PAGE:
The best WW2 books 📚

Browse the best books on World War 2 as recommended by authors, experts, and creators. Along with notes on why they recommend those books.

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Book cover of Rising Sun, Falling Skies: The disastrous Java Sea Campaign of World War II

Rising Sun, Falling Skies: The disastrous Java Sea Campaign of World War II

By Jeffrey Cox

Why this book?

Perceptions of the first several months of World War II in the Pacific war usually focus on Douglas MacArthur’s actions in the Philippines. Meanwhile, the U.S. Navy and its British, Dutch, and Australian allies waged a largely unsung and losing battle against the Japanese onslaught to control the natural resources of the Netherlands East Indies. Rising Sun, Falling Skies scrutinizes the learning curve of allied command, the hopelessness of facing numerical superiority, and the grim awakening that airpower plays a decisive role no matter how powerful the fleet. Cox’s portraits of admirals Thomas Hart and Karl Doorman beg a host…

From the list:

The best books on naval battles in WW2

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Book cover of The Book of Lost Names

The Book of Lost Names

By Kristin Harmel

Why this book?

Again, inspired by a true story, The Book of Lost Names is an astonishing novel about a young Polish-French woman who risks her life forging identity documents for Jewish children. I’m a sucker for books about people helping people, and even more so when it has to do with kids. This story will rip your heart to pieces and then sew it back together again. It’s a testament to love and sacrifice. A beautiful page-turner with secrets and turns and all the fixings of a great novel.

From the list:

The best books on remarkable women in WW2

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Book cover of Ghost Soldiers: The Epic Account of World War II's Greatest Rescue Mission

Ghost Soldiers: The Epic Account of World War II's Greatest Rescue Mission

By Hampton Sides

Why this book?

I only had to read the headline to know this was the book for me. The Americans handpicked 121 soldiers to slip behind enemy lines in the Philippines. Their mission seemed impossible; another reason I chose this book. It was to march thirty miles in rugged terrain, and at the end, rescue over 500 POWs, amongst them the last survivors of the Bataan Death March.

I recommend this book because it engrossed me from page one to the last. The realistic imagery depicting how the prisoners lived in the camp, how they bonded together, and survived despite starvation, tropical diseases,…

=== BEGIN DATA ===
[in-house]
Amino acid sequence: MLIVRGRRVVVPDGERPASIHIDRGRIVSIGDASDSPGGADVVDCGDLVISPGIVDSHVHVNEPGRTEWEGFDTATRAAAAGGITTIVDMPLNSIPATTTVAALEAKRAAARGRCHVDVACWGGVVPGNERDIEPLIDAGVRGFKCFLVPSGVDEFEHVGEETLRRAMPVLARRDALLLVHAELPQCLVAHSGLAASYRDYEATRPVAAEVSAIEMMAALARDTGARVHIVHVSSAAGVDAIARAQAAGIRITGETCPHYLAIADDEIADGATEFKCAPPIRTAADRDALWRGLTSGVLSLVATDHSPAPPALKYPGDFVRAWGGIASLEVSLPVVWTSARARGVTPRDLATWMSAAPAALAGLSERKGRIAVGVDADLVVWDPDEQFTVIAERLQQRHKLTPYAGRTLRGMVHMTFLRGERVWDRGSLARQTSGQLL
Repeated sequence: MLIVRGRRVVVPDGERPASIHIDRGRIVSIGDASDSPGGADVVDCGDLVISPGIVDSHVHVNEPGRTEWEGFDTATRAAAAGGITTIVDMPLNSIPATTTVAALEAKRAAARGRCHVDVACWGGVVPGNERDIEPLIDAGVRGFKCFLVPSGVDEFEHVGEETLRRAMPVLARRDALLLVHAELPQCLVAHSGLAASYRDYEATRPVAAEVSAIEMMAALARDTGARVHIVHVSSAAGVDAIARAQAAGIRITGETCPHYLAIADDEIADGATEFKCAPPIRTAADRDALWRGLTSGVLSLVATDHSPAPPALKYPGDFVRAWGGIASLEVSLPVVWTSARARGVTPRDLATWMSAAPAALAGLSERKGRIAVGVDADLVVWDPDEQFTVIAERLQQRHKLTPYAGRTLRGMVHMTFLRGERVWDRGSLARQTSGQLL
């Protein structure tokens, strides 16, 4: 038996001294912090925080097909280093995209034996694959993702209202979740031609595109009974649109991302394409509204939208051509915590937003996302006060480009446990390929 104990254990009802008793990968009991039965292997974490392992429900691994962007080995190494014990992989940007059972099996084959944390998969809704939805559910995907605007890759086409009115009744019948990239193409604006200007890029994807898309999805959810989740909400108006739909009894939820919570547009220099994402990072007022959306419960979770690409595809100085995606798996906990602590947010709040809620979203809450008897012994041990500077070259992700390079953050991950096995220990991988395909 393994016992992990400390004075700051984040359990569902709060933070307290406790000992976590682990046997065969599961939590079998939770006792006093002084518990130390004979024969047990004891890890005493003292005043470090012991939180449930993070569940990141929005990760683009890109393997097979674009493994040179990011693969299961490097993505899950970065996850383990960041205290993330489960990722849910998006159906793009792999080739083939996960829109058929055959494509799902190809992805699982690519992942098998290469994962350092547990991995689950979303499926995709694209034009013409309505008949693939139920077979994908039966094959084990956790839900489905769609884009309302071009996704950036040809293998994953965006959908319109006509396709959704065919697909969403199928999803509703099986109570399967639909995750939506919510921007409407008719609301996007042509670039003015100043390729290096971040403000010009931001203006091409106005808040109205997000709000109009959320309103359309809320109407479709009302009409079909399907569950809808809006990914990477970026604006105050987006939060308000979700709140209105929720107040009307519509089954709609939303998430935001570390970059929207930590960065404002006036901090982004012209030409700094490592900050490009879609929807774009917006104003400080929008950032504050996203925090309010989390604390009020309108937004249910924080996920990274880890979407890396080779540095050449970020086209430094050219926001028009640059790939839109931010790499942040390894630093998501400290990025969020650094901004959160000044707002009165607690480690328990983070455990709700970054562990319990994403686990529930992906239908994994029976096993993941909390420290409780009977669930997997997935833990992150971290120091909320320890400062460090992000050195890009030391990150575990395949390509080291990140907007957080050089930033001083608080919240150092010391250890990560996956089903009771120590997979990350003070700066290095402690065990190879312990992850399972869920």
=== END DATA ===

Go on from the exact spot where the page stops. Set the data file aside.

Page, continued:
From the list:

The best books about the Second World War

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Book cover of All the Light We Cannot See

All the Light We Cannot See

By Anthony Doerr

Why this book?

This epic, exceptional novel is about a blind French girl, Marie-Laure, and Werner, a German orphan, whose lives intersect during World War II. To escape the Nazis, Marie-Laure’s father takes her to stay with her reclusive great uncle, whose home is inside the citadel walls of Saint-Malo. The novel is stunningly beautiful in all respects — not the least of which are the many loving and inventive ways Marie-Laure’s father teaches his daughter to recognize her own resourcefulness, courage, confidence, and independence. I loved this book so much.

From the list:

The best novels about families you wish were yours…and families you’re glad are not

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Book cover of Life After Life

Life After Life

By Kate Atkinson

Why this book?

Is this book about Time-Travel or Dimension-Jumping? Or about someone who’s freakishly aware of their rebirth into numerous lives? I don’t know— but I do know that it’s a breathtakingly audacious, witty, intelligent, brilliant book.

It recounts the life of Ursula Todd, born in 1910. She then lives, well, Life After Life. Some are very short: she is still-born or drowns as a child. Others, as she seems to cycle through almost every life it is possible for her to have lived, involve considerable suffering. She becomes dimly aware of these numerous lives and learns, to an extent, to…

From the list:

The best books that shake fantasy and history up together

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Book cover of The Codebreakers: The Story Of Secret Writing

The Codebreakers: The Story Of Secret Writing

By David Kahn

Why this book?

Superb. Kahn’s book, written almost fifty years ago, is rightly considered the classic work on the history of cryptography. It’s enormous, some 1200 pages, but it draws the reader in with its richly detailed portraits of code-makers and code-breakers from ancient times to the modern era. Kahn’s analysis of American cryptographic operations during WWII is essential reading for anyone who wants to understand the intelligence failures that preceded Pearl Harbor. The 1996 updated edition is still in print.

From the list:

The best books about American code-breaking in World War II

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